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The Return of the Mother Paperback – Bargain Price, April 4, 1995
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From Library Journal
Copyright 1995 Reed Business Information, Inc.
About the Author
Harvey is the author of two spiritual autobiographies, A Journey in Ladakh (1983) and Hidden Journey: A Spiritual Awakening (1991). His interpretation and translations of the work of the twelfth-century Sufi mystical poet Rumi have appeared in Love’s Fire (1988), Speaking Flame (1989), and The Way of Passion: A Celebration of Rumi (Frog, LTD., 1994). He co-edited the bestselling Tibetan Book of Living and Dying by Sogyal Rinpoche (1991), and is co-author (with Mark Matousek) of Dialogues with a Modern Mystic (1994).
Andrew Harvey lives in San Francisco with his husband, photographer and writer Eryk Hanut, and teaches at the California Institute of Integral Studies. He travels regularly in North America, Europe, and India to study, teach, and write.
Top Customer Reviews
Furthermore I don't pretend to fully understand this book, but its message is urgent, inspiring and beautiful. And yes, personal.
Harvey brings in viewpoints from Hinduism, Christianity, Buddhism and Taoism with good effect. His attempts at Australian Aboriginal beliefs are less effective, with his sources being too far removed from Aboriginals themselves. His writing on other religious traditions has the immediacy of direct experience and years of study which his writing on Aborigines lacks. Perhaps Harvey could use a field trip to Australia. He also makes numerous references to other indigenous tribal cultures, but fails to explain what it is exactly that he finds so admirable about their way of embracing the Mother.
Harvey's primary argument, that we should all approach the Divine directly rather than through gurus is obviously a backlash against his own experience with a guru-a relationship he has clearly become disenchanted with. His disillusionment with gurus threatens to overshadow the book, but ultimately does not. His point is well taken, though most people need teachers and books to guide them to a direct relationship with the Divine. The irony, of course, is that we don't need books like Harvey's if we approach the Divine directly. If we don't need teachers to show us the way, we don't need books to do so either! Harvey urges us not to deify our teachers, and to learn from his experience.Read more ›
I have to admit I wasn't familiar with the Hindu masters Ramakrishna or Aurobindo--and yet, it didn't matter. I really appreciate how Harvey looks at Hinduism, Islam (Sufism), Christianity, and Buddhism to understand Mother God as well as to point out that the need for her is universal. I'm not sure why he left out Judaism, but perhaps he is simply not as familiar with the use of Shekinah to represent the divine feminism in Judaism.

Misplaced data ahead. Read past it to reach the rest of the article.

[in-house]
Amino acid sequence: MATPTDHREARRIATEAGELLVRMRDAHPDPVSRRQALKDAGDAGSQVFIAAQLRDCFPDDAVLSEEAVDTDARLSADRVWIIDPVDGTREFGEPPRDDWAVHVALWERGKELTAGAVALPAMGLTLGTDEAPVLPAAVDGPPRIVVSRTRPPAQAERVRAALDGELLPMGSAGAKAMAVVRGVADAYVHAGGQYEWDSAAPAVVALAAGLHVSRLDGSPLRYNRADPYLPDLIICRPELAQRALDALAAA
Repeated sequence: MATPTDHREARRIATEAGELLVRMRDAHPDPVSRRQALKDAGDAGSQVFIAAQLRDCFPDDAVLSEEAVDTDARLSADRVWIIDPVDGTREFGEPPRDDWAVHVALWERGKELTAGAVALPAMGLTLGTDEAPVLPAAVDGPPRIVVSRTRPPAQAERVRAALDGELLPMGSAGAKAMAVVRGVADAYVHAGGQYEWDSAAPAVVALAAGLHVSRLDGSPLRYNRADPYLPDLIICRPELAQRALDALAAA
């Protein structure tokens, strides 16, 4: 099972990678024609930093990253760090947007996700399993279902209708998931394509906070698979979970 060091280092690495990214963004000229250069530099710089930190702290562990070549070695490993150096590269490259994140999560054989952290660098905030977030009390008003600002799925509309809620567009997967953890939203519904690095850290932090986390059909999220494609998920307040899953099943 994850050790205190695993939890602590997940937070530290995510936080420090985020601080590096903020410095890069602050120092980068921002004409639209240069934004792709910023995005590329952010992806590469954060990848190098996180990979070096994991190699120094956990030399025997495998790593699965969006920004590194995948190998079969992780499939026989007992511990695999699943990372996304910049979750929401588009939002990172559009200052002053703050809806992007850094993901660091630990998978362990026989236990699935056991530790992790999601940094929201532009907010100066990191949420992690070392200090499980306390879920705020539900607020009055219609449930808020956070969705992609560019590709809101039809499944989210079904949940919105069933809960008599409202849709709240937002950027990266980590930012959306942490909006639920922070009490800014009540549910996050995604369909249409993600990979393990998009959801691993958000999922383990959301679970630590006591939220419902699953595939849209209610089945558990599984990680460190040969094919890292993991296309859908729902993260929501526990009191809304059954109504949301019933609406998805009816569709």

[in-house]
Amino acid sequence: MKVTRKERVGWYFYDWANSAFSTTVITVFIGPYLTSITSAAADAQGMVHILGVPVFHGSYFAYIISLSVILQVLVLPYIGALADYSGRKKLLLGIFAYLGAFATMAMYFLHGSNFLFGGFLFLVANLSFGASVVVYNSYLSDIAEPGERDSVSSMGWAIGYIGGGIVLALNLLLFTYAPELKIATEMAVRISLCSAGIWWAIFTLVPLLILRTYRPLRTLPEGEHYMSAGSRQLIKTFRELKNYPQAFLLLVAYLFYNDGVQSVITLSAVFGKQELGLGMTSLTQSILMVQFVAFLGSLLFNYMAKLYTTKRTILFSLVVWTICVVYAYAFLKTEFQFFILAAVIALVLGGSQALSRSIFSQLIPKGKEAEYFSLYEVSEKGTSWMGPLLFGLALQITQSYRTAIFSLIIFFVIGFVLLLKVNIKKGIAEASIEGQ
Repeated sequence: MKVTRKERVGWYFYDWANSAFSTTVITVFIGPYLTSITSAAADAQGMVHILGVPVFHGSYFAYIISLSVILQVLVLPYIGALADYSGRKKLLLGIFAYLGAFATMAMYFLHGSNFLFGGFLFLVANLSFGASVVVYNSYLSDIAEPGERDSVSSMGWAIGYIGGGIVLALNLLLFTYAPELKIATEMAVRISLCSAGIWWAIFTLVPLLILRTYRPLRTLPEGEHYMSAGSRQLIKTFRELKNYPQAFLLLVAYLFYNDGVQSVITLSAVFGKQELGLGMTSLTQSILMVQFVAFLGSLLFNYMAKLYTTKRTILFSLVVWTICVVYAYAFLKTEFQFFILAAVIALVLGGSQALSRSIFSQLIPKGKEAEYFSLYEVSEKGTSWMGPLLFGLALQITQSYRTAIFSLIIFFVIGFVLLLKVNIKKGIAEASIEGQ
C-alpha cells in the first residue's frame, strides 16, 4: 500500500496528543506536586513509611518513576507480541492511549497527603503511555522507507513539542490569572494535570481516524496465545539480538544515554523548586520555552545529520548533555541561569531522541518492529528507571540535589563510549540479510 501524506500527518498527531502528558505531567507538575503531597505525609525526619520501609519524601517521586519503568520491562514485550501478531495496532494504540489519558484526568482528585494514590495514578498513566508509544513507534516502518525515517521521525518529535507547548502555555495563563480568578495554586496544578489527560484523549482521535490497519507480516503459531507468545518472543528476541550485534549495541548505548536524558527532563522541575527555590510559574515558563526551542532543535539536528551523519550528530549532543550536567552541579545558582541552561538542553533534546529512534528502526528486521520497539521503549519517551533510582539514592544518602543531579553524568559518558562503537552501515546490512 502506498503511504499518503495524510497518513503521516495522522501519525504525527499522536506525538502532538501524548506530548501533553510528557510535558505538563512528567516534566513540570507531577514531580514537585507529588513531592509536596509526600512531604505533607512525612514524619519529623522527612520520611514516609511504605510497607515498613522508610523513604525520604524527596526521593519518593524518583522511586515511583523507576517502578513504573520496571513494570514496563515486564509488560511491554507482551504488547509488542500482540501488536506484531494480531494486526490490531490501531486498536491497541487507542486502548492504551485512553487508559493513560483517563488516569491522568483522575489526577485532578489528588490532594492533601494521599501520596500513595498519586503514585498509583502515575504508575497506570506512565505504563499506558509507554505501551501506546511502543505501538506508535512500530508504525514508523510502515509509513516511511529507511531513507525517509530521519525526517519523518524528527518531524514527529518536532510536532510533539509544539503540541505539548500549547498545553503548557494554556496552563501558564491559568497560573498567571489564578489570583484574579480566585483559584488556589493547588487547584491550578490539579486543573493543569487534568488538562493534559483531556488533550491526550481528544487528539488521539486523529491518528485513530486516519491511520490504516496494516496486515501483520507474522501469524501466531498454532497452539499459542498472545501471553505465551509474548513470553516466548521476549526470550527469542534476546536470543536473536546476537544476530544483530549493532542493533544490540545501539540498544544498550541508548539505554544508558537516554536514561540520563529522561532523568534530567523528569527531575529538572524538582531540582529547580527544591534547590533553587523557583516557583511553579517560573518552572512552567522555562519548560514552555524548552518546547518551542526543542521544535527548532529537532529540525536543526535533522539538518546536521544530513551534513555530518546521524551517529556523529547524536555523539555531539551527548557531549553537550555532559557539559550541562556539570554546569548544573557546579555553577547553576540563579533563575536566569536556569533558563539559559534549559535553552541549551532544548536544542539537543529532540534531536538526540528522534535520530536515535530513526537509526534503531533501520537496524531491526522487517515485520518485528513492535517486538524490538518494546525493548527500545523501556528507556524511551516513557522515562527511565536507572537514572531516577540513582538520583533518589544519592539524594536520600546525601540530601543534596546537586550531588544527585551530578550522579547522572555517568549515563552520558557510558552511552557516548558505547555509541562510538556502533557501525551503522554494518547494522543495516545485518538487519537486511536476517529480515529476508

The bits about his breaking with Mother Meera really didn't mean a lot to me--and honestly, I didn't find they detracted from the book. My guess is as this book was written soon after the break, it was a very painful time for him. I'm not familiar with her, so it didn't really matter to me--although I do know of people who have been hurt by gurus and other religious leaders, so simply pray that he has healed and moved on.
Andrew Harvey lives within paradox. He constantly celebrates the union of masculine&feminine, yin&yang, Shiva&Shakti.... while he is in a partnership with another man. Like the gay mystics Toby Johnson (...Read more ›
Most Recent Customer Reviews
An interesting book, this, both for the wealth of information it provides about ecstatic Mother cults as for the imperfections of its author. Read morePublished 7 months ago by kaioatey
This book is profoundly repetitive with only one lesson: Each of us is capable of experiencing a direct connection with god, who is a mother source for Harvey, if we are willing to... Read morePublished 13 months ago by Just An Ordinary Gal
Men and women sympathetic to feminism (and even post colonialism) should read this book... the book expands one's consciousness.Published 14 months ago by K. Sankaran
Before Harvey launched his guru career he was a very brilliant scholar. That shows in this book which is erudite and flavored with well chosen poetry. Read morePublished 19 months ago by cyberdiction
This book is filled with information about many different paths of the Sacred which Andrew personally experienced first hand that anyone reading the book will have a first class... Read morePublished 21 months ago by Bruce Harrow
This book is so potent in its rendering of the larger picture of who we are
I can only read a few pages at a time.
Andrew Harvey's scholarship, passion and mysticism is exceptionally brilliant and inspirational.Published 23 months ago by Brent Mathieu
Reading it for the second time and experiencing it like the first time. Andrew's insights into others' writings delivers a diversity of rich spirituality.Published on December 1, 2013 by Paula J Fardulis